The Power of Pause

Sometimes I think the expression, “Don’t just do something, sit there,” was made for me. I’m not prone to inertia and people often describe me as “tenacious” and “hard-working.” That’s true, and it means I have trouble with the reverse: giving up.

I don’t know when to let go, not only of people and relationships, but also situations. It’s confusing because the message society sends over and over again is, “Don’t give up! Keep going!” Except, that’s not working for me. To give a small example, I’ve queried 55 literary agents since February 2020 for a romantic comedy I wrote and thus far, every single one of them has said, “No.” I’m still waiting to hear back from three agents, but I don’t feel all that hopeful. At the moment, I don’t have the energy to keep pursuing an agent for this book.

Instead of telling me, “Try harder!” my therapist recommended I take a break and let myself feel what arises when I do so, which is disappointment. He says it’s important for all human beings to deal with disappointment, to cry, and not keep trying to “fix” whatever is causing the disappointment. After shedding those tears, then perhaps there will be a new energy, a brainstorm for approaching the issue differently. Regardless, compulsive trying only results in frustration for me. That makes sense when you consider the five Buddha families, also called the five wisdom energies, which are Buddha, Vajra, Ratna, Padma, and Karma.

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There’s power in pausing. Photo by Lukasz Saczek on Unsplash

Each person has a predominant Buddha family with strengths and weaknesses. For instance, Vajra family people have an aptitude for mental clarity and the ability to correct any distortions. They are scientific, logical. But when they are encumbered, when their energy is bound up, they can become angry, judgmental, and critical.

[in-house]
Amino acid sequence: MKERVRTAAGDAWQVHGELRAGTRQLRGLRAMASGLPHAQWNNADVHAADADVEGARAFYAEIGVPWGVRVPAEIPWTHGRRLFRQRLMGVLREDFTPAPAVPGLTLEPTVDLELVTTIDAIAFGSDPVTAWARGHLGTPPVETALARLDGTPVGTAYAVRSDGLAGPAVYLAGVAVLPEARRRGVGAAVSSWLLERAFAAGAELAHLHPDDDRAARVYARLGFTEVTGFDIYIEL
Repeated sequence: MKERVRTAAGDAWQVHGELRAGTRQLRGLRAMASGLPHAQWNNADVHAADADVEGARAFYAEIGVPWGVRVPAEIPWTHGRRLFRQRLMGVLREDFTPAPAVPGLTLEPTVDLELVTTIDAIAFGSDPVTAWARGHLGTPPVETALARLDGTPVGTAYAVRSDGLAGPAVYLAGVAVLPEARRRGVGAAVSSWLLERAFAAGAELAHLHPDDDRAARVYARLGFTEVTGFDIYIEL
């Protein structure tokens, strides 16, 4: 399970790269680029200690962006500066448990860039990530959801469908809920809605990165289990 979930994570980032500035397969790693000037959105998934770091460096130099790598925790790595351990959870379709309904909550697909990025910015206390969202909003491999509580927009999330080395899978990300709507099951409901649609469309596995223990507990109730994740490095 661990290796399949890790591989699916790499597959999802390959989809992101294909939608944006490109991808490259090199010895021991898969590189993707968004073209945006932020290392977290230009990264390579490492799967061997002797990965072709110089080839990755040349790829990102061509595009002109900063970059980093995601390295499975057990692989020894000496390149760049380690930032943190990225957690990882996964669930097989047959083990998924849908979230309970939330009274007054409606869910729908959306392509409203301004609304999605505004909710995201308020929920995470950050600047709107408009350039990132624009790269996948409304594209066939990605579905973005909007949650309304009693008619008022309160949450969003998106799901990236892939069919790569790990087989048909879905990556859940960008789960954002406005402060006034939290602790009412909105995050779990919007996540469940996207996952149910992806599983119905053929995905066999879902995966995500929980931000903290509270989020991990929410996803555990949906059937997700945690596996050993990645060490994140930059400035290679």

All of the Buddha families speak to me, but the one I align with the most is the Karma family. Karma family people are hard-workers, they know how to get things done. When their energy is encumbered, they become envious, comparing themselves with others and finding themselves lacking. (Did you laugh upon hearing that? I know I did because the description is so apt.) The meditation for a Karma family person is to be in the flow, to think about the wind picking up a sail so that it moves with ease, not force. In other words, the practice for people like me is to take inspired action, not compulsive action.

I’ll admit, that’s so freaking hard because my compulsive doer is strong, but taking inspired action seems to be the message I’m receiving over and over again. The universe seems to keep telling me, “Pause, my dear. Just pause.” This is also in alignment with my spiritual philosophy because my teacher says, “[M]ovement through speed and pause is an essential factor for each and every animate or inanimate object. Wherever there is existential factor there must be this pulsation. An entity acquires strength and stamina during the pause phase, and emanates vibration during the speed period. There cannot, however, be any absolute speed or absolute pause in the created world.”

In other words, I’m paused now but it won’t be permanent. I just have to wait for wind in my sails.

I dream of a world where we recognize the power of pause. A world where we understand constantly doing all the time is a recipe for burnout. A world where we learn to take inspired action and until that inspiration strikes, we rest easy, knowing our time will come.

Another world is not only possible, it’s probable.

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